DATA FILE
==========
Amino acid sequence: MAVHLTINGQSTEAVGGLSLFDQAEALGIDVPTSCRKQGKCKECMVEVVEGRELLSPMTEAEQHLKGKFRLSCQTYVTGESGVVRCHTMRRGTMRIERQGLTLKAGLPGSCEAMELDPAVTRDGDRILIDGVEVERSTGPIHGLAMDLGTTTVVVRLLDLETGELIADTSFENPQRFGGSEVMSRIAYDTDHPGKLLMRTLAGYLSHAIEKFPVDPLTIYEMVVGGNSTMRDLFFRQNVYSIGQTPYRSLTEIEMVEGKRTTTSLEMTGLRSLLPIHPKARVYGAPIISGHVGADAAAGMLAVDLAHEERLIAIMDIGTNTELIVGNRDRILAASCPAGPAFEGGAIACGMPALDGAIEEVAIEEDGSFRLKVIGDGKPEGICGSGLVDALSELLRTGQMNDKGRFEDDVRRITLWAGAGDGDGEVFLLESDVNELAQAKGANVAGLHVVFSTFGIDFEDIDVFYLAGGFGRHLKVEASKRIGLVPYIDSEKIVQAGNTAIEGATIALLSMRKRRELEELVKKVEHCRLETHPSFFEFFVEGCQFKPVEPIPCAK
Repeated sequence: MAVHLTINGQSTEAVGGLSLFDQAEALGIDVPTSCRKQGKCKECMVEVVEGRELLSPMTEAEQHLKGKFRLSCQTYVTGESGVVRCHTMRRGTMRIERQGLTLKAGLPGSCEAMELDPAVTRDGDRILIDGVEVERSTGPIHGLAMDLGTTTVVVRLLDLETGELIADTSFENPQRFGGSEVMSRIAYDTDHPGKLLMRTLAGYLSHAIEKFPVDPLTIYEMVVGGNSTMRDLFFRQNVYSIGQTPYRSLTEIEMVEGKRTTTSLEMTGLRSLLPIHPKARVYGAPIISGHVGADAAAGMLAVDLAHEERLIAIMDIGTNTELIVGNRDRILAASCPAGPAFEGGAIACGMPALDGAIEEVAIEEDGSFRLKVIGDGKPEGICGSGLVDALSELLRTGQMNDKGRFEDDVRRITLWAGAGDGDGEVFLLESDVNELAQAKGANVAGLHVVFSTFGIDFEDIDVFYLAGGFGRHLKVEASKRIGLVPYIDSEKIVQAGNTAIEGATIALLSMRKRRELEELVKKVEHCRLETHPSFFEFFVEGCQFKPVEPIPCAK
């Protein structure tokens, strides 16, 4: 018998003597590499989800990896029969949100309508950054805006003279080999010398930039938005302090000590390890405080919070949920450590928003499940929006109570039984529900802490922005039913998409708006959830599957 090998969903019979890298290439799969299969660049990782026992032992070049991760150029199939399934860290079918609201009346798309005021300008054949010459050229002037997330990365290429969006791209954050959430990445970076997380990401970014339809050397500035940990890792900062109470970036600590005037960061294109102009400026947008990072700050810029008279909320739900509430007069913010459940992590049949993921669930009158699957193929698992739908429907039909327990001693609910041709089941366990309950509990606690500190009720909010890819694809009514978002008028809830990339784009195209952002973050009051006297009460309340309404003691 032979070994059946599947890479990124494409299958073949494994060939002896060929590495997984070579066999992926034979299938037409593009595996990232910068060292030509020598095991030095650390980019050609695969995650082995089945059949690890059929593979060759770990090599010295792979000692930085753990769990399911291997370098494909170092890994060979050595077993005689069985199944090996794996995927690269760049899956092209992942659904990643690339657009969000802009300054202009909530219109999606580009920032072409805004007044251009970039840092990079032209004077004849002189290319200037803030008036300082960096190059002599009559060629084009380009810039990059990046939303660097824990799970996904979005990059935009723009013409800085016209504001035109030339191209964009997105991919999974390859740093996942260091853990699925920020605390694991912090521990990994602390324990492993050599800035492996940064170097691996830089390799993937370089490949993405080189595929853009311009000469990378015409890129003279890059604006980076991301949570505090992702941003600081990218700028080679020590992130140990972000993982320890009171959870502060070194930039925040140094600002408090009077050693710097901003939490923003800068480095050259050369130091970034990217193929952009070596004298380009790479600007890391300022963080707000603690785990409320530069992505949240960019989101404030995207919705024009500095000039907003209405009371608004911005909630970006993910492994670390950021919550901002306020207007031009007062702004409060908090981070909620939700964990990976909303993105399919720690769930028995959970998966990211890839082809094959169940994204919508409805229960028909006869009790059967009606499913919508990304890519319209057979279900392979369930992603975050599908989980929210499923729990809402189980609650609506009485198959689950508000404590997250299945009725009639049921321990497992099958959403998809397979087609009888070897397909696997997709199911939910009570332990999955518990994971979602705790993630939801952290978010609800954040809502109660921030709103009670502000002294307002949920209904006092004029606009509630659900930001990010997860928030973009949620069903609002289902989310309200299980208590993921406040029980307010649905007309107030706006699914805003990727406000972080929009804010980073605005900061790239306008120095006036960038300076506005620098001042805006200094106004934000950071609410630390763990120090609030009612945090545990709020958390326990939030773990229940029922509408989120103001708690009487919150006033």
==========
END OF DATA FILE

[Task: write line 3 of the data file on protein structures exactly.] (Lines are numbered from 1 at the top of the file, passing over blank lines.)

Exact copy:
């Protein structure tokens, strides 16, 4: 018998003597590499989800990896029969949100309508950054805006003279080999010398930039938005302090000590390890405080919070949920450590928003499940929006109570039984529900802490922005039913998409708006959830599957 090998969903019979890298290439799969299969660049990782026992032992070049991760150029199939399934860290079918609201009346798309005021300008054949010459050229002037997330990365290429969006791209954050959430990445970076997380990401970014339809050397500035940990890792900062109470970036600590005037960061294109102009400026947008990072700050810029008279909320739900509430007069913010459940992590049949993921669930009158699957193929698992739908429907039909327990001693609910041709089941366990309950509990606690500190009720909010890819694809009514978002008028809830990339784009195209952002973050009051006297009460309340309404003691 032979070994059946599947890479990124494409299958073949494994060939002896060929590495997984070579066999992926034979299938037409593009595996990232910068060292030509020598095991030095650390980019050609695969995650082995089945059949690890059929593979060759770990090599010295792979000692930085753990769990399911291997370098494909170092890994060979050595077993005689069985199944090996794996995927690269760049899956092209992942659904990643690339657009969000802009300054202009909530219109999606580009920032072409805004007044251009970039840092990079032209004077004849002189290319200037803030008036300082960096190059002599009559060629084009380009810039990059990046939303660097824990799970996904979005990059935009723009013409800085016209504001035109030339191209964009997105991919999974390859740093996942260091853990699925920020605390694991912090521990990994602390324990492993050599800035492996940064170097691996830089390799993937370089490949993405080189595929853009311009000469990378015409890129003279890059604006980076991301949570505090992702941003600081990218700028080679020590992130140990972000993982320890009171959870502060070194930039925040140094600002408090009077050693710097901003939490923003800068480095050259050369130091970034990217193929952009070596004298380009790479600007890391300022963080707000603690785990409320530069992505949240960019989101404030995207919705024009500095000039907003209405009371608004911005909630970006993910492994670390950021919550901002306020207007031009007062702004409060908090981070909620939700964990990976909303993105399919720690769930028995959970998966990211890839082809094959169940994204919508409805229960028909006869009790059967009606499913919508990304890519319209057979279900392979369930992603975050599908989980929210499923729990809402189980609650609506009485198959689950508000404590997250299945009725009639049921321990497992099958959403998809397979087609009888070897397909696997997709199911939910009570332990999955518990994971979602705790993630939801952290978010609800954040809502109660921030709103009670502000002294307002949920209904006092004029606009509630659900930001990010997860928030973009949620069903609002289902989310309200299980208590993921406040029980307010649905007309107030706006699914805003990727406000972080929009804010980073605005900061790239306008120095006036960038300076506005620098001042805006200094106004934000950071609410630390763990120090609030009612945090545990709020958390326990939030773990229940029922509408989120103001708690009487919150006033």